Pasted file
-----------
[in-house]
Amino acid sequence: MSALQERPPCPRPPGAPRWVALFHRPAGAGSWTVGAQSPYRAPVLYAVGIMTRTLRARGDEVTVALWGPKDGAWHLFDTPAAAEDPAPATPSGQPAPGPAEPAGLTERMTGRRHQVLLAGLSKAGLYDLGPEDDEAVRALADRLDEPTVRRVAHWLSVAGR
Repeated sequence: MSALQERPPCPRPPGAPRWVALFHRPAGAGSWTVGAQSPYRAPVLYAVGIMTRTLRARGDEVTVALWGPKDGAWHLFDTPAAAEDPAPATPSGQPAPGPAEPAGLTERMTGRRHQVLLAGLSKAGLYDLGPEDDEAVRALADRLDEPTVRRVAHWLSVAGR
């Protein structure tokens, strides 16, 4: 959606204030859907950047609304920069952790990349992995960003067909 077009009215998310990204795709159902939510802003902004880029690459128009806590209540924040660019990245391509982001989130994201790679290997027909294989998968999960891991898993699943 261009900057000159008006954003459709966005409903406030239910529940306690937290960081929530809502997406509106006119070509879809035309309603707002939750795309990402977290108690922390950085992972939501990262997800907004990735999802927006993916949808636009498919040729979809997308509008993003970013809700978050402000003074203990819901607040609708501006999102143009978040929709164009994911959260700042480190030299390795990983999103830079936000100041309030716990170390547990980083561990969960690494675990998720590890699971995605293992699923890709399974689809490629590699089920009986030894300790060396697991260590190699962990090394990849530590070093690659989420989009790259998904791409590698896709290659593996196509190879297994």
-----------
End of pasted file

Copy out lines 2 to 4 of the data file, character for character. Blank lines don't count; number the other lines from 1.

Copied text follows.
Amino acid sequence: MSALQERPPCPRPPGAPRWVALFHRPAGAGSWTVGAQSPYRAPVLYAVGIMTRTLRARGDEVTVALWGPKDGAWHLFDTPAAAEDPAPATPSGQPAPGPAEPAGLTERMTGRRHQVLLAGLSKAGLYDLGPEDDEAVRALADRLDEPTVRRVAHWLSVAGR
Repeated sequence: MSALQERPPCPRPPGAPRWVALFHRPAGAGSWTVGAQSPYRAPVLYAVGIMTRTLRARGDEVTVALWGPKDGAWHLFDTPAAAEDPAPATPSGQPAPGPAEPAGLTERMTGRRHQVLLAGLSKAGLYDLGPEDDEAVRALADRLDEPTVRRVAHWLSVAGR
């Protein structure tokens, strides 16, 4: 959606204030859907950047609304920069952790990349992995960003067909 077009009215998310990204795709159902939510802003902004880029690459128009806590209540924040660019990245391509982001989130994201790679290997027909294989998968999960891991898993699943 261009900057000159008006954003459709966005409903406030239910529940306690937290960081929530809502997406509106006119070509879809035309309603707002939750795309990402977290108690922390950085992972939501990262997800907004990735999802927006993916949808636009498919040729979809997308509008993003970013809700978050402000003074203990819901607040609708501006999102143009978040929709164009994911959260700042480190030299390795990983999103830079936000100041309030716990170390547990980083561990969960690494675990998720590890699971995605293992699923890709399974689809490629590699089920009986030894300790060396697991260590190699962990090394990849530590070093690659989420989009790259998904791409590698896709290659593996196509190879297994």